Carmellini’s company owns Bar Primi, but Lamboglia was a partner and the menu was his — Italian, yes, but closer in spirit to Brooklyn than the rustic old-world dishes he’d cooked in the kitchens of A Voce and Locanda Verde. There was mozzarella with peppers. Stuffed meatballs. A plate of linguine with “eight cloves of garlic” and “clams casino” spaghetti. Sal’s antipasti salad (another triumph of descriptive nomenclature) was as much a salumi plate as it was a salad. New York Times restaurant critic Pete Wells called it “impossible to dislike.”

There was also tiramisu. Jiggly, fluffy squares of cocoa-dusted, espresso-soaked excellence. Normally when chefs say they are serving family recipes, they mean that they are serving regular restaurant recipes from which they derived some degree of childhood inspiration. Lamboglia’s tiramisu, on the other hand, is an honest-to-God family recipe: at Bar Primi, his father, who was born in Naples and immigrated to the U.S. in his 20s, made every batch. “He’s 70, and he’s making 50 trays of tiramisu, three days a week,” says Lamboglia. “It’s crazy.”

That tiramisu will be at Cafe Spaghetti, too, and dad will still be the person who makes it. The rest of the menu, however, is up in the air, but Lamboglia has a note on his phone, a scratchpad filled with 200-plus ideas that, when taken out of context, read like the highlights of a red-sauce vision quest: “stuffed calamari,” “tuna Calabrese,” “mom’s baked pasta,” “polpo insalata,” “burger Italiano.”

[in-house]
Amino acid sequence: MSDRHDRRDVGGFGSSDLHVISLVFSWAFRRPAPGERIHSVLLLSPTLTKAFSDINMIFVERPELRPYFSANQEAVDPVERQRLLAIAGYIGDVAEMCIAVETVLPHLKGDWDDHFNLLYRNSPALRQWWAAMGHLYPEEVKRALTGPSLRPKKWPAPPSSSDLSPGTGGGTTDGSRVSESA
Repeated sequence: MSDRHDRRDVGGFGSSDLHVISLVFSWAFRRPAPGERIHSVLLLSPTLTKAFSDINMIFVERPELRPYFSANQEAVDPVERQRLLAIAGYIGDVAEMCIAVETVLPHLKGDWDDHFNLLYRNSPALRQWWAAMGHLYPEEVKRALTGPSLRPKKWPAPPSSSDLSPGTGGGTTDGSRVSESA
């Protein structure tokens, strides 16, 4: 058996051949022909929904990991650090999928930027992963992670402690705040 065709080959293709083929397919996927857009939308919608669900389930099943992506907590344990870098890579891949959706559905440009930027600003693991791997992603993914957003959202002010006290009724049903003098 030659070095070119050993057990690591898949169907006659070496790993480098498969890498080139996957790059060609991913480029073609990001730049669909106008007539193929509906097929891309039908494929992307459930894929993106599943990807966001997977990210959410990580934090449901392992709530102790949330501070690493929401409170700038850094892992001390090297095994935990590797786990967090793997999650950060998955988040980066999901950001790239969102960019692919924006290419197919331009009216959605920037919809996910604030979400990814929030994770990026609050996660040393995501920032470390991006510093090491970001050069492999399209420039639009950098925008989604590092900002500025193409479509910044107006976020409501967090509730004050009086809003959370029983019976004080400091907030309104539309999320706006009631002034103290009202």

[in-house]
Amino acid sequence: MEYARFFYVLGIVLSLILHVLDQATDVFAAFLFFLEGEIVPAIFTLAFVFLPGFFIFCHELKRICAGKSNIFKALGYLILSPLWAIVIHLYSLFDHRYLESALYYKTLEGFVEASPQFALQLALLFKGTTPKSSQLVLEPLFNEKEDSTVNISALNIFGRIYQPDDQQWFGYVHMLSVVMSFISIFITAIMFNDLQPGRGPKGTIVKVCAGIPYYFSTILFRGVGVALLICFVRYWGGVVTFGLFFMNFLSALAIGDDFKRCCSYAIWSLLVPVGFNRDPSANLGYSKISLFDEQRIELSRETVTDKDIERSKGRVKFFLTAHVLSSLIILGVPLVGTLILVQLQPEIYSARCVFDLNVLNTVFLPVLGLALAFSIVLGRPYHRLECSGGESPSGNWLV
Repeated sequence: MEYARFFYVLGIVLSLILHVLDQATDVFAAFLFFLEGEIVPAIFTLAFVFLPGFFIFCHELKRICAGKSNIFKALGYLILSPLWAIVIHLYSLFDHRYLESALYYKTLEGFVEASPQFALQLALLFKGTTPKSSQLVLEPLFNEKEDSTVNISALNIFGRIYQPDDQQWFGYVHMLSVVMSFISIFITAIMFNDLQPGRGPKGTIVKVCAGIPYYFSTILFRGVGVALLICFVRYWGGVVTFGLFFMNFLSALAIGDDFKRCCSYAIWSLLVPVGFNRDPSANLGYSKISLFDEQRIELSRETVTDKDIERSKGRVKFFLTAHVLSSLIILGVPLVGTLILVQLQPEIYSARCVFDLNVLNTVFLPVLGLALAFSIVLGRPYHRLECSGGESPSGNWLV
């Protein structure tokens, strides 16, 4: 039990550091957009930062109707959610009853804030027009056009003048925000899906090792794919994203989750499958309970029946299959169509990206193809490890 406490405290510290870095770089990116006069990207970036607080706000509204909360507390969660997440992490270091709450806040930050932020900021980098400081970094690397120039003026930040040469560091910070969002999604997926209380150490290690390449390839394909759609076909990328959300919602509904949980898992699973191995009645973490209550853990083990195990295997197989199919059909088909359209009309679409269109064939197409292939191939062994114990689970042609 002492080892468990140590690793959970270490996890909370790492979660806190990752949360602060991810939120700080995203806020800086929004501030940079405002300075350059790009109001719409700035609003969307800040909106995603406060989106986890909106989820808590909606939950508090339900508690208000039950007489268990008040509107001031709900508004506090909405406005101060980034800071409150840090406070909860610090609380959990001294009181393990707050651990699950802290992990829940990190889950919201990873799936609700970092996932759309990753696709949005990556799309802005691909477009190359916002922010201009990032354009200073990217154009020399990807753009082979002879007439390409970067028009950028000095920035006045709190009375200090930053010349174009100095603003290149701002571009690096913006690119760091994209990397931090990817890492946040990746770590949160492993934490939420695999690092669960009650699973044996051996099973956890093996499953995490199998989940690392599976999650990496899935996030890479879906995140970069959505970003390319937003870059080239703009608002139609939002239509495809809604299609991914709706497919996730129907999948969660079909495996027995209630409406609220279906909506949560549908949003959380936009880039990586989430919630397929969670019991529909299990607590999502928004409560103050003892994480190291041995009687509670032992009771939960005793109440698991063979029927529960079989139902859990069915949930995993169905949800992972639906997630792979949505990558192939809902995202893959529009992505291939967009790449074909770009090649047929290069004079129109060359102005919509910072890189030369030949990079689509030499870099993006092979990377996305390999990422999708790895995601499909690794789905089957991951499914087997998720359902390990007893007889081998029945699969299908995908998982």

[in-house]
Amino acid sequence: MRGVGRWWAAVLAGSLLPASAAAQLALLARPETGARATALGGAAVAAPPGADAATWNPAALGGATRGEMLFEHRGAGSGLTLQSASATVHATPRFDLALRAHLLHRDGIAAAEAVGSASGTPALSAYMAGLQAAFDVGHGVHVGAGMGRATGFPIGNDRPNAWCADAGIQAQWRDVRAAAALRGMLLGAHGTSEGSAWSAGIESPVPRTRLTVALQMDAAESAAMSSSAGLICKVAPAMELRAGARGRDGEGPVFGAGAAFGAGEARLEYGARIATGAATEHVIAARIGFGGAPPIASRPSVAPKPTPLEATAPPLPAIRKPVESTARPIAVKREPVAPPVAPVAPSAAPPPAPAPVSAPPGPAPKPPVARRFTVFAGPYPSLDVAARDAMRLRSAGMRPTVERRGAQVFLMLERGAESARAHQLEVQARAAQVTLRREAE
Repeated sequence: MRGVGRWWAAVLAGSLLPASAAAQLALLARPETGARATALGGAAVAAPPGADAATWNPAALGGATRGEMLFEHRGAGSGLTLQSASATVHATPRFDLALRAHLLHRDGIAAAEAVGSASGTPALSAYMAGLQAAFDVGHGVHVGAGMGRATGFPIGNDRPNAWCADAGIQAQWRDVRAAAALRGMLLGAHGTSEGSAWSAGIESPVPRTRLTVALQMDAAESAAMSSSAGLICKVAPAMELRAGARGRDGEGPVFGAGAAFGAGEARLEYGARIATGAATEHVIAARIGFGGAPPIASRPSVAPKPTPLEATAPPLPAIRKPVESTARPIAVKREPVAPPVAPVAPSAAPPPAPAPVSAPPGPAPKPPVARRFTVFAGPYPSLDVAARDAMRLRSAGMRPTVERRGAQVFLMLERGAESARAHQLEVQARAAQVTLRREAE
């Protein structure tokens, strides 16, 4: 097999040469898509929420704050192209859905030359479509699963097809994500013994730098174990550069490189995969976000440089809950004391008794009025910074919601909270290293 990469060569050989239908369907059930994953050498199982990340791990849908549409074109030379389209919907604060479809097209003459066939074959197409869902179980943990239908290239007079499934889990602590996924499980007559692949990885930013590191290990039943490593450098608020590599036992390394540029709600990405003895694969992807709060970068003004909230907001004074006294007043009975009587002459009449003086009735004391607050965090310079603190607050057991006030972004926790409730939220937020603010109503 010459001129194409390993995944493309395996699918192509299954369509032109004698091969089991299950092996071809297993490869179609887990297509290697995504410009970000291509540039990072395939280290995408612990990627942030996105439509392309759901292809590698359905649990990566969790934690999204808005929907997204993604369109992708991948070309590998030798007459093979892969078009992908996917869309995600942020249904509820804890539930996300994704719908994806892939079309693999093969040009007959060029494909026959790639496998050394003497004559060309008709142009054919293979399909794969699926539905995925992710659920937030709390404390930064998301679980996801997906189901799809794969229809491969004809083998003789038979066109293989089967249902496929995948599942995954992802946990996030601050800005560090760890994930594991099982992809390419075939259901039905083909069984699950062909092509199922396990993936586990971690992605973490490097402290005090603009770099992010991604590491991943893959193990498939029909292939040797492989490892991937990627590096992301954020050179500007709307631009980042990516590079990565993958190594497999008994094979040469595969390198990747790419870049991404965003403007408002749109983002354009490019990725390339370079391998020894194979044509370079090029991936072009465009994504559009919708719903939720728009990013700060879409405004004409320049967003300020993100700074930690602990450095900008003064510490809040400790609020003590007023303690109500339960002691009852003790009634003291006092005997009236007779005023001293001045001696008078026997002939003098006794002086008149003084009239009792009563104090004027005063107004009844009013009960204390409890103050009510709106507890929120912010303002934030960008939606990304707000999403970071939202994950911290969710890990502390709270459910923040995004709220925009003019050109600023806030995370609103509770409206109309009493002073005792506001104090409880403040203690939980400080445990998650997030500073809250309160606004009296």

Cooking at home, shopping in the neighborhood. DeSean McClinton-Holland.

Cooking at home, shopping in the neighborhood. DeSean McClinton-Holland.

Whatever form the final menu takes, it’s clear that Cafe Spaghetti will not be a place that serves precious $500 dinners with tableside carving and dishes sauced in front of guests. It is going to be easy and affordable, the kind of place your kids want to go because you live nearby and the food is always delicious. “Do you want to go to Cafe Spaghetti tonight?” you’ll say. And the answer will always be, “Of course we want to go to Cafe Spaghetti.”

Right now, Cafe Spaghetti is still a construction site. The only two design details that Lamboglia is ready to show are a statue of San Gennaro that he found in the basement, an apparent relic from the location’s time as a butcher shop, and a baby-blue 1964 Vespa, which will be permanently parked somewhere in the restaurant. (Lamboglia has two other working Vespas for riding purposes.) The indoor dining room will be quite small — 20 seats — and even in its unfinished condition, the area that will become the kitchen dominates the room.

It’s a considerable change from the sprawling Manhattan spaces where Lamboglia worked before and where he likely could have remained comfortably situated for the rest of his career. (Another Bar Primi is slated to open in midtown next year.) But if the pandemic has taught the hospitality world anything, it’s that any sense of security can be fleeting. Lamboglia knew it was the right time. “Owning something where I live, in this neighborhood, in Brooklyn, means so much,” he says. “People already ask, ‘What are you going to do after? What comes next?’” He’s got no idea. “I’m just going with the flow — this is all I want to do.”